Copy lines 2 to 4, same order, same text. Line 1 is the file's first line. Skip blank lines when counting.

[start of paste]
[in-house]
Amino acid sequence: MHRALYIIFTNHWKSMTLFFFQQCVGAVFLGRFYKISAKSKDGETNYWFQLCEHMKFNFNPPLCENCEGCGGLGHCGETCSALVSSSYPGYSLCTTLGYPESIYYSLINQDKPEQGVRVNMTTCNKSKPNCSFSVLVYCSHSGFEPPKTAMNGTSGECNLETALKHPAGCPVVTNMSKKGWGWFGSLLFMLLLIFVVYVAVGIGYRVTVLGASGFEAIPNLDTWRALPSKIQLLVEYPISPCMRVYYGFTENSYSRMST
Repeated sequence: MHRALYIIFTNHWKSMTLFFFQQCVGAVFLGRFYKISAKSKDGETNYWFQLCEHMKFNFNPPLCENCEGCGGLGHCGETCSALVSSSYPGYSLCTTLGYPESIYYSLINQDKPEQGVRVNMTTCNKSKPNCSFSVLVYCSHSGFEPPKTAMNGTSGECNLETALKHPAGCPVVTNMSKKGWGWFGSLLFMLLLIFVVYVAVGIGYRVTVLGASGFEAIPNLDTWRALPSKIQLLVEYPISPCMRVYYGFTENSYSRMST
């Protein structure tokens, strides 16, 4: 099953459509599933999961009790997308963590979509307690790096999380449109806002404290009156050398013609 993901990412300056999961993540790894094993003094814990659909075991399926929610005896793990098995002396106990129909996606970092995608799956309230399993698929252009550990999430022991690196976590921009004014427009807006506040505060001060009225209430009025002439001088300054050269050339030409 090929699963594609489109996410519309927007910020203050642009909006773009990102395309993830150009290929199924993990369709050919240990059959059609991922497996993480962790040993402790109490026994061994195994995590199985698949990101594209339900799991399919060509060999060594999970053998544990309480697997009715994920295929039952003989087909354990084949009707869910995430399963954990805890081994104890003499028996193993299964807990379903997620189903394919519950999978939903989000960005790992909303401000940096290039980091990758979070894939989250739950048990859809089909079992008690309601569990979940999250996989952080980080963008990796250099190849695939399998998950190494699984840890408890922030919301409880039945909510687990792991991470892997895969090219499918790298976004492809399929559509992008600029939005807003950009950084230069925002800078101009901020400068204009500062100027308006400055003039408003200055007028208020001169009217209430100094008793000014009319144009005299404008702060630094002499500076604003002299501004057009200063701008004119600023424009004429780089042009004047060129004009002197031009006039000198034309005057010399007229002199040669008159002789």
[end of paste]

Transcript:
Amino acid sequence: MHRALYIIFTNHWKSMTLFFFQQCVGAVFLGRFYKISAKSKDGETNYWFQLCEHMKFNFNPPLCENCEGCGGLGHCGETCSALVSSSYPGYSLCTTLGYPESIYYSLINQDKPEQGVRVNMTTCNKSKPNCSFSVLVYCSHSGFEPPKTAMNGTSGECNLETALKHPAGCPVVTNMSKKGWGWFGSLLFMLLLIFVVYVAVGIGYRVTVLGASGFEAIPNLDTWRALPSKIQLLVEYPISPCMRVYYGFTENSYSRMST
Repeated sequence: MHRALYIIFTNHWKSMTLFFFQQCVGAVFLGRFYKISAKSKDGETNYWFQLCEHMKFNFNPPLCENCEGCGGLGHCGETCSALVSSSYPGYSLCTTLGYPESIYYSLINQDKPEQGVRVNMTTCNKSKPNCSFSVLVYCSHSGFEPPKTAMNGTSGECNLETALKHPAGCPVVTNMSKKGWGWFGSLLFMLLLIFVVYVAVGIGYRVTVLGASGFEAIPNLDTWRALPSKIQLLVEYPISPCMRVYYGFTENSYSRMST
């Protein structure tokens, strides 16, 4: 099953459509599933999961009790997308963590979509307690790096999380449109806002404290009156050398013609 993901990412300056999961993540790894094993003094814990659909075991399926929610005896793990098995002396106990129909996606970092995608799956309230399993698929252009550990999430022991690196976590921009004014427009807006506040505060001060009225209430009025002439001088300054050269050339030409 090929699963594609489109996410519309927007910020203050642009909006773009990102395309993830150009290929199924993990369709050919240990059959059609991922497996993480962790040993402790109490026994061994195994995590199985698949990101594209339900799991399919060509060999060594999970053998544990309480697997009715994920295929039952003989087909354990084949009707869910995430399963954990805890081994104890003499028996193993299964807990379903997620189903394919519950999978939903989000960005790992909303401000940096290039980091990758979070894939989250739950048990859809089909079992008690309601569990979940999250996989952080980080963008990796250099190849695939399998998950190494699984840890408890922030919301409880039945909510687990792991991470892997895969090219499918790298976004492809399929559509992008600029939005807003950009950084230069925002800078101009901020400068204009500062100027308006400055003039408003200055007028208020001169009217209430100094008793000014009319144009005299404008702060630094002499500076604003002299501004057009200063701008004119600023424009004429780089042009004047060129004009002197031009006039000198034309005057010399007229002199040669008159002789």